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August News

  The SWIMS Act introduced in U.S. House would end import and export of certain marine mammals for public display. The Strengthening Welfare in Marine Settings Act of 2022, or SWIMS Act (HR 8514), was developed by advocacy organization the Nonhuman Rights Project. The act would amend the Marine Mammal Protection Act by banning the export or import of cetaceans like orcas, beluga whales, false killer whales, and pilot whales for public display in captivity. Only export and import for the purpose of bringing the animals to an approved marine mammal sanctuary would be allowed. In addition, the act amends the Animal Welfare Act by making it “unlawful for any person to breed or artificially inseminate any orca, beluga whale, false killer whale, or pilot whale for purposes of using the progeny of such species for public display.” If passed the SWIMS Act would be the first amendment to the MMPA in nearly 30 years. Want more on the MMPA? Check out our new article: Reviewing the Marine Mammal Protection Act Through a Modern Lens by Bradley Varner.

  California (AB 2606) and Delaware (HB 333) ponder cat “declawing” bans in 2022. In 2019, New York became the first state to ban this elective and painful surgery for cats (McKinney's Agriculture and Markets Law § 381). Maryland’s Governor Larry Hogan signed HB0022 in April of 2022 to become the second state to ban the procedure (which becomes effective on October 1, 2022). Amputation of a cat’s toes through onychectomy (the formal name for cat declawing) is not the only convenience surgery regularly performed on companion animals. States have begun to examine non-therapeutic tail docking and ear cropping in dogs as well, though no state bans those procedures outright. Curious to learn more about medically unnecessary surgeries in companion animals? Check out our new paper Detailed Discussion of Non-Therapeutic Procedures for Companion Animals by Asia Siev.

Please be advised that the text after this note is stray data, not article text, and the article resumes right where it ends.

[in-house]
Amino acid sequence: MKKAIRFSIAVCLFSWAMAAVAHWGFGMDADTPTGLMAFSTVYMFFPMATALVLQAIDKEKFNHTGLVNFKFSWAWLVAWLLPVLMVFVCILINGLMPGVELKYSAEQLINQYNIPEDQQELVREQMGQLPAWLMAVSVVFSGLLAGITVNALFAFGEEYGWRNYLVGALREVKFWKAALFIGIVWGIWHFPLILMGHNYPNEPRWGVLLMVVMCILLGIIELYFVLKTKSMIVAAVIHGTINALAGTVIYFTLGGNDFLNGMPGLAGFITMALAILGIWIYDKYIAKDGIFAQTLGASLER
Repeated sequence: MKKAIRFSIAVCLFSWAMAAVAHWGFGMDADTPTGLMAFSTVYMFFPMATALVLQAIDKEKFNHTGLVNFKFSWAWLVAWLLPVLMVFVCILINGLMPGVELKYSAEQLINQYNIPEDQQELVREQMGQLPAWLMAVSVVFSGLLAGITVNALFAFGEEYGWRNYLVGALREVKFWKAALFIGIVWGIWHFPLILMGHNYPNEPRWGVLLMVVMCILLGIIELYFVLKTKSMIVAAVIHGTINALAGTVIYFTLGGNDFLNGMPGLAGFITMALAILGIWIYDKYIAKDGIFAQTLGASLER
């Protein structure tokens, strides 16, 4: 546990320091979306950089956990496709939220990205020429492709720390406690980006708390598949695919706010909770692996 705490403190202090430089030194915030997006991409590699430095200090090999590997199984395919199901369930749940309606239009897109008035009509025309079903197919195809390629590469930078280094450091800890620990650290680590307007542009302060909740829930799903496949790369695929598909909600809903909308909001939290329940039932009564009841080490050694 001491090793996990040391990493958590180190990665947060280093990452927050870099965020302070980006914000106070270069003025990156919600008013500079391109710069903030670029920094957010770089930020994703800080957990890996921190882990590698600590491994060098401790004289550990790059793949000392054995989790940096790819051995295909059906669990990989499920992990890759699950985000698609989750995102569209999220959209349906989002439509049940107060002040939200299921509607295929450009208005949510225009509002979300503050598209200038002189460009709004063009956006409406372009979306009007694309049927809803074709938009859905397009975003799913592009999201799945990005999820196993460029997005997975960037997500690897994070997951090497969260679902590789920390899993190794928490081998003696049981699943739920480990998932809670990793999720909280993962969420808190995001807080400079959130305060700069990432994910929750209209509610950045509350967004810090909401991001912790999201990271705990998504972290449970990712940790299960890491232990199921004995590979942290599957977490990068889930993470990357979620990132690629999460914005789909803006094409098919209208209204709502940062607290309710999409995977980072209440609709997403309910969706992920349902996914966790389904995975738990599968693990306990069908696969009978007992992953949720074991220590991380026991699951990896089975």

Massachusetts becomes 12th state to enact a “Beagle Freedom Law.” On August 4, 2022, Governor Charlie Baker signed H. 901 into law. This new law mandates that “a research facility or product testing facility shall, after the completion of any testing or research involving a dog or cat that does not require euthanasia of the animal upon the termination of the study . .  . make a reasonable effort to offer the dog or cat for adoption to an individual, an animal shelter or an animal rescue organization for the purpose of facilitating the adoption of said dog or cat to a permanent adoptive home.” The research or animal testing facilities may also enter into cooperative agreements with animal rescue organizations to carry out the provisions of this new law. To see the states that have enacted these laws, please see our Map.

News archives